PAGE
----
Freight and Shipping Terms Glossary
For your convenience, Logistics Worldwide offers a Freight Terms Glossary compiled by the Georgia Institute of Technology in association with the Georgia Tech Supply Chain & Logistics Institute. The glossary includes over 750 freight, shipping and supply chain & logistics terms for all modes of transportation for our visitors and customers. To use the glossary, simply click on the letters corresponding to the word or phrase you are searching for.
Using this glossary can help you determine the definitions of specific acronyms, slang, payment, credit, and other shipping terms. We believe you’ll find all your transportation industry definition of terms in this glossary but if you are unable to find what you are searching for or need clarification, please contact us and we will be more than happy to assist you.
Logistics Worldwide is pleased to provide a glossary of freight and shipping terms for all modes of transportation to our visitors and customers. To use the glossary, click on the letters below corresponding to the word or acronym you are searching for. If you are unable to find what you are searching for, please contact us and we will be happy to assist you.
- Rag Top
A slang term for an open-top trailer or container with a tarpaulin cover.
- Rail Division
The amount of money an ocean carrier pays to the railroad for overland carriage.
- Rail Grounding
The time that the container was discharged (grounded) from the train.
Railroad terminal where containers are received or delivered and trains loaded or discharged. Originally, trailers moved onto the rearmost flatcar via a ramp and driven into position in a technique known as "circus loading." Most modern rail facilities use lifting equipment to position containers onto the flatcars.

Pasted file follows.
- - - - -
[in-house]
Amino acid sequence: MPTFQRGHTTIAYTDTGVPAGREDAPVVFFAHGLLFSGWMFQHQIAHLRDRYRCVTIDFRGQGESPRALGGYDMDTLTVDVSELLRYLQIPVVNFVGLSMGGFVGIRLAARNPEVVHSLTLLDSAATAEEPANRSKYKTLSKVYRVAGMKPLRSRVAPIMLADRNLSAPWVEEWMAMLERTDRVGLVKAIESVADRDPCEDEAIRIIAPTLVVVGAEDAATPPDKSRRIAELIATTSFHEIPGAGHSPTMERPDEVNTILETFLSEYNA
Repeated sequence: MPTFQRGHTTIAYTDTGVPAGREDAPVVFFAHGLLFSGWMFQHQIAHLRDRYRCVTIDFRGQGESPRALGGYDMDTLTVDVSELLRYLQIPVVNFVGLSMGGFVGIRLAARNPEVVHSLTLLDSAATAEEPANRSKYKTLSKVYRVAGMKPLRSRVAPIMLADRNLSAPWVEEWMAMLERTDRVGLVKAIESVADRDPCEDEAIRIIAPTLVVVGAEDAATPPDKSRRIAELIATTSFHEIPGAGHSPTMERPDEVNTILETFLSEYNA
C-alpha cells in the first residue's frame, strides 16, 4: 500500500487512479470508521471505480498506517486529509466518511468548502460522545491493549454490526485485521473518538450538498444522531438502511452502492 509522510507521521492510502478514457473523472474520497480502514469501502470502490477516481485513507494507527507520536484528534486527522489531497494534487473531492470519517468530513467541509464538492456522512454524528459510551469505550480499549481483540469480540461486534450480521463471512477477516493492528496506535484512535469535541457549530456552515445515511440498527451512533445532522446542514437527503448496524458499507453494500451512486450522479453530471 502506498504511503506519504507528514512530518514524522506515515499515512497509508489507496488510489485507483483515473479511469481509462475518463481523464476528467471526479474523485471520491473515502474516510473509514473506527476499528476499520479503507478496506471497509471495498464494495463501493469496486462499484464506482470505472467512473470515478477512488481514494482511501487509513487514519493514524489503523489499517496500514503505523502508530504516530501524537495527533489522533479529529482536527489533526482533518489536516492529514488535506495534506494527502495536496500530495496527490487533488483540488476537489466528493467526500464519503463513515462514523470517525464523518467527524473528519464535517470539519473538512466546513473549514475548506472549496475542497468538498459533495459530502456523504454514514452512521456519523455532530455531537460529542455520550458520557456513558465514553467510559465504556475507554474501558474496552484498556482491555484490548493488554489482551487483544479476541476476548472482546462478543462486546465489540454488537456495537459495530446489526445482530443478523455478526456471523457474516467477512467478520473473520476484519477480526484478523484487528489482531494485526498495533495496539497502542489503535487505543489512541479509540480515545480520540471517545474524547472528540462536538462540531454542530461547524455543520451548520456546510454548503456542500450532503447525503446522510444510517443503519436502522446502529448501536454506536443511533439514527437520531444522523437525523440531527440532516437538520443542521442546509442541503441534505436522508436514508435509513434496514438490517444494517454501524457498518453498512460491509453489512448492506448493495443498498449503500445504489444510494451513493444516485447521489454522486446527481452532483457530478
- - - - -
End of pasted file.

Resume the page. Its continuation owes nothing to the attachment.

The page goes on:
A movement where the load initiates at an origin rail ramp and terminates at a consignee's door.
A movement of equipment from an origin rail ramp to a destination rail ramp only.
- Rate Basis
A formula of the specific factors or elements that control the making of a rate. A rate can be based on any number of factors (i.e., weight, measure, equipment type, package, box, etc.).
Under ICC and common law, the requirement that a rate not be higher than is necessary to reimburse the carrier for the actual cost of transporting the traffic and allow a fair profit.
An illegal form of discounting or refunding that has the net effect of lowering the tariff price. See also Malpractice.
Changing the consignee or destination on a bill of lading while shipment is still in transit. Diversion has substantially the same meaning.
A right claim against the guarantors of a loan or draft or bill of exchange.
- Red Label
A label required on shipments of flammable articles.
- Related Points
A group of points to which rates are made the same as or in relation to rates to other points in group.
To transfer containers from one ship to another when both vessels are controlled by the same network (carrier) manager.
Funds sent by one person to another as payment.
- Restricted Articles
Articles handled only under certain conditions.
- Revenue Ton (RT)
A ton on which the shipment is freighted. If cargo is rated as weight or measure (W/M), whichever produces the highest revenue will be considered the revenue ton. Weights are based on metric tons and measures are based on cubic meters. RT=1 MT or 1 CBM.
- Reverse IPI
An inland point provided by an all_water carrier's through bill of lading in the U.S. by first discharging the container in an East Coast port.
Request for quotation.
A shortening of the term, "Roll On/Roll Off." A method of ocean cargo service using a vessel with ramps which allows wheeled vehicles to be loaded and discharged without cranes.
To re-book cargo to a later vessel.
The side-to-side (athwartship) motion of a vessel.
The manner in which a shipment moves; i.e., the carriers handling it and the points at which the carriers interchange.
- Running Gear
Complementary equipment for terminal and over_the_road handling containers.
Abbreviation for "Released Value Not Exceeding." Usually used to limit the value of goods transported.The limitation refers to carrier liability when paying a claim for lost or damaged goods.